Nothing moves forward in Washington without two things - official approval and monetary support. Urban development is no exception to the rule, which is why each year the National Capitol Planning Commission (NCPC) puts together a strategic development plan for the coming six years that looks at the federal building pipeline and indicates which projects have the most potential, are consistent with NCPC policy, and warrant further consideration. This year's report for FYs 2009-2014 is now available for public review and feedback.
While the recommendations made are not necessarily an indication of how the NCPC will vote on a given project, the yearly evaluation helps guide the planning process for the Capital region and examines both the positive and negative effects of future federal developments. The recommendations made during this process are then forwarded to the Office of Management and Budget for consideration in the President's annual budget.
This year's Federal Capital Improvements Program includes 195 proposed projects, the estimated cost for which is over $8.5 billion. While submissions are subject to change, NCPC ranked the current projects in four categories based on their conformity with "established planning policies"; the categories are "Recommended and Strongly Endorsed", "Recommended", "Projects Requiring Additional Planning Coordination", and "Recommended for Future Programming." Here is how some of the big-name projects ranked:
The Armed Forces Retirement Home Master Plan was ranked as a "Project Requiring Additional Planning Coordination" because of "outstanding development issues and pending completion of a master plan." Unlike most projects that go before the NCPC, funding for this project is provided by a trust fund supported by the residents living at the home, military fines levied against troops, and active-duty soldiers. The DC Master Plan, which has a proposed budget of $200,000 for FYs 2009-2014, involves the development of 107 acres and 6.14 million s.f. of residential, hotel, retail, and Assisted Living space. It is intended to generate revenue to help with the annual operating deficit at the AFRH. The AFRH is working with the NCPC to address issues with traffic, historic preservation, and open space.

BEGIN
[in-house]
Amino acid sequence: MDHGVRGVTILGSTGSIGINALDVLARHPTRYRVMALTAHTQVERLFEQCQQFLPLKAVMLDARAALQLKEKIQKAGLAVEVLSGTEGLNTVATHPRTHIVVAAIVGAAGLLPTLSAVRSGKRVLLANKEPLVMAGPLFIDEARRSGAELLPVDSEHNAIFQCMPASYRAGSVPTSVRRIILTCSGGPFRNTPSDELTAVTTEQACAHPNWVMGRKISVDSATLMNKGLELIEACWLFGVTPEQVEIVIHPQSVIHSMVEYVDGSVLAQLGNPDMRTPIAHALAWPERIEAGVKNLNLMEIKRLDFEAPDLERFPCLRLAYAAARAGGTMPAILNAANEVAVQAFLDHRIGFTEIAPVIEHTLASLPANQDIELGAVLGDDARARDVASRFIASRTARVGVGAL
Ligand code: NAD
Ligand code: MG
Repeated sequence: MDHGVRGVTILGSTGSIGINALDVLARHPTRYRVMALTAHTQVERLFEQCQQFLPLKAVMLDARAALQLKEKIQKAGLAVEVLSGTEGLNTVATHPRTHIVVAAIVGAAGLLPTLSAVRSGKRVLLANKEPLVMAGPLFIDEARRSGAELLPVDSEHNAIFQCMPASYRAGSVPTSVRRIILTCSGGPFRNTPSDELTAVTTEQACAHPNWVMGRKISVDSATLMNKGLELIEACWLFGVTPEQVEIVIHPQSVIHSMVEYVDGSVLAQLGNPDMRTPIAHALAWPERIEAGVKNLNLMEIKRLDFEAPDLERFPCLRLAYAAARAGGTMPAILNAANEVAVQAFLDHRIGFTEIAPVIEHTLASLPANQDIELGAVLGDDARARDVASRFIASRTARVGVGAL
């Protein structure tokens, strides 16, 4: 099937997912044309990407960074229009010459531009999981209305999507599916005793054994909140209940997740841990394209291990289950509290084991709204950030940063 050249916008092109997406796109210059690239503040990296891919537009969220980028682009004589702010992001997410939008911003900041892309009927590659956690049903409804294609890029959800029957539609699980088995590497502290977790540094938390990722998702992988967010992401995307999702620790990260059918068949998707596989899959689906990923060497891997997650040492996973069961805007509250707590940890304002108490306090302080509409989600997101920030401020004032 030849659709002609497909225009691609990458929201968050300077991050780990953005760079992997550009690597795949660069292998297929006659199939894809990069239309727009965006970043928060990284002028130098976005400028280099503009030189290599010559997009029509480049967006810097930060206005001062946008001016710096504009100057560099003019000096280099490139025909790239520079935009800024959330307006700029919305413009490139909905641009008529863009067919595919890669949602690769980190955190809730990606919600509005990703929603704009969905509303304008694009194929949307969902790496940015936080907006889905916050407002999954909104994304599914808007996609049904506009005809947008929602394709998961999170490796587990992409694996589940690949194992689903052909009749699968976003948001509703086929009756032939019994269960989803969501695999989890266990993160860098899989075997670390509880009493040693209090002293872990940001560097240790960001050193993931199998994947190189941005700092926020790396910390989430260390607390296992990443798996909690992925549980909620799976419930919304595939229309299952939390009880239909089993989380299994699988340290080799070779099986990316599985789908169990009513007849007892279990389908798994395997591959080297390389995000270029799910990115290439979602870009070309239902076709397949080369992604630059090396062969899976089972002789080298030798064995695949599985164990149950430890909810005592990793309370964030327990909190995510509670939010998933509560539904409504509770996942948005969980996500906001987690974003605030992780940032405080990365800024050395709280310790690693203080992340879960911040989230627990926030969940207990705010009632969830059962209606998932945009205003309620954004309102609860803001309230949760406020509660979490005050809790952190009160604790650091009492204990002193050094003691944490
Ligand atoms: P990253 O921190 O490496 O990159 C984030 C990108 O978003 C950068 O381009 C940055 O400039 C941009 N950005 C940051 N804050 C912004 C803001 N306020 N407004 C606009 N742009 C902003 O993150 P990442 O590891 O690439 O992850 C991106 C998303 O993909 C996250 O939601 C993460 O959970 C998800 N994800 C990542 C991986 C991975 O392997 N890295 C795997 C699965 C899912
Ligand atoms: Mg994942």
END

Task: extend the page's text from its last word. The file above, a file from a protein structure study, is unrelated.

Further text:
The 1.3 million s.f. Department of the Interior Building at 19th and C Streets, NW, will require $85,000,000 in FYs 2009-2014 for major building system updates including fire safety, HVAC, interior architectural features, and relocations of walls. The project, which was "Recommended and Strongly Endorsed", will also include the restoration of historically significant spaces. The project has been in the FYIP since the 1992-1996 program.
The E. Barrett Prettyman U.S. Courthouse at 333 Constitution Avenue, NW, will undergo renovations similar to the DOI building, but will require $176,000,000. The renovations for the 634,297 s.f. building were also ranked as "Recommended and Strongly Endorsed."
The National Museum of African American History and Culture was established within the Smithsonian Institution in December of 2003 by President Bush to provide a new collection and study of African American historical and cultural material. The Smithsonian Institution is requesting $250,000,000 for the programming, design, and construction of the new museum that will break ground in 2012. This funding is just half of the $500,000,000 necessary; the remaining half will be privately funded. The project, located on the corner of 14th Street and Constitution Avenue, NW, first appeared in the NCPC plan for FYs 2006-2011. According to the NCPC FCIP, "Coordination will continue to be needed to address the many complex issues at this site," thus, it was ranked as a "Project Requiring Additional Planning Coordination." According to the Smithsonian Institute, an architect will not be selected until 2009 and drawings will not be available until 2011. Under the current timeline, the museum will deliver in December 2015.
The proposed National Museum of Natural History Revitalization will cost $151,500,000 during FYs 2009-2014, and will continue the ongoing Major Capital Revitalization of the building. Renovations at the 10th Street and Constitution Avenue, NW, site were ranked as "Recommended" and will include the restoration of antiquated plumbing, temperature control, and electric systems, the creation of a handicapped-accessible entrance from the National Mall, and the abatement and encapsulation of asbestos and lead. The project first appeared in the 2003-2008 report and has received $177,070,000 in prior funding.
Renovations on the Smithsonian Castle were "Recommended" and will cost $170,000,000 from 2009-2014. The project will include the restoration of interior spaces, replacement of mechanical and electrical systems, and the creation of handicapped accessible features. Work will be done to the facade of the 149,000 s.f. Romanesque Castle and on the overall building to bring it up to current building and fire codes. The building, which is also a National Historic Landmark, currently hosts 200 members of the Smithsonian staff and 1.6 million visitors per year.